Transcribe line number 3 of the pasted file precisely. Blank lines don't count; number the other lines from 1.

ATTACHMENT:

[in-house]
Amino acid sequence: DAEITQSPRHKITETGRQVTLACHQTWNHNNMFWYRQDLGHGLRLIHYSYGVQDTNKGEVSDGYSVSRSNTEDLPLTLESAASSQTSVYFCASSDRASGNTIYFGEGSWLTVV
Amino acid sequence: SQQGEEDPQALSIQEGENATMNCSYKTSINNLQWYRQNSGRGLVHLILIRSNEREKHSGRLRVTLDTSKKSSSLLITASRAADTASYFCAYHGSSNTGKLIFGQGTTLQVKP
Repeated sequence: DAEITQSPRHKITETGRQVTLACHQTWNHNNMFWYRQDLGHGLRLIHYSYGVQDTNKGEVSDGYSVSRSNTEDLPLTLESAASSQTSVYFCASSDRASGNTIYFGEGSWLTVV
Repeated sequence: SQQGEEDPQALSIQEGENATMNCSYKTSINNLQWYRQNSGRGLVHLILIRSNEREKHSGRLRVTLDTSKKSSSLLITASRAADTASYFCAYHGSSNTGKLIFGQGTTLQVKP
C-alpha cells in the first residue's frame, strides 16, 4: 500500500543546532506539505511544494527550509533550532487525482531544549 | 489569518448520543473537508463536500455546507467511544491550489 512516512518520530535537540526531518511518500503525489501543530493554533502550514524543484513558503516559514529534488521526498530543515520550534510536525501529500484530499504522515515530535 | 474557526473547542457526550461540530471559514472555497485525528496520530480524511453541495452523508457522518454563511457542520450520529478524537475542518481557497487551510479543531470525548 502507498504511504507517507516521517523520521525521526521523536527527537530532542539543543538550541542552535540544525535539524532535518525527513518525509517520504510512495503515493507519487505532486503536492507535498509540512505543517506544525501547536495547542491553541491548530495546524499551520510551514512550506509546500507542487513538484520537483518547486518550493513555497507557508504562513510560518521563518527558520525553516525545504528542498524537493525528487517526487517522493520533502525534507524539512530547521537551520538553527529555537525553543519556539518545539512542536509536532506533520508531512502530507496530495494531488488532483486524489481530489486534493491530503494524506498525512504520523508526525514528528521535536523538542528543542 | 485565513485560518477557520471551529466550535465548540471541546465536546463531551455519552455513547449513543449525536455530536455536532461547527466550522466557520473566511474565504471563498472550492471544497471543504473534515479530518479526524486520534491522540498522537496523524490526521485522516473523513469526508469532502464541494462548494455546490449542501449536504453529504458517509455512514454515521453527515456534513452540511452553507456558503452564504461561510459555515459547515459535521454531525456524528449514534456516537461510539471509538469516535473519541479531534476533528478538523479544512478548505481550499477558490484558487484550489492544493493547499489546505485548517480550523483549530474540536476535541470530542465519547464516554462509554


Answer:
Amino acid sequence: SQQGEEDPQALSIQEGENATMNCSYKTSINNLQWYRQNSGRGLVHLILIRSNEREKHSGRLRVTLDTSKKSSSLLITASRAADTASYFCAYHGSSNTGKLIFGQGTTLQVKP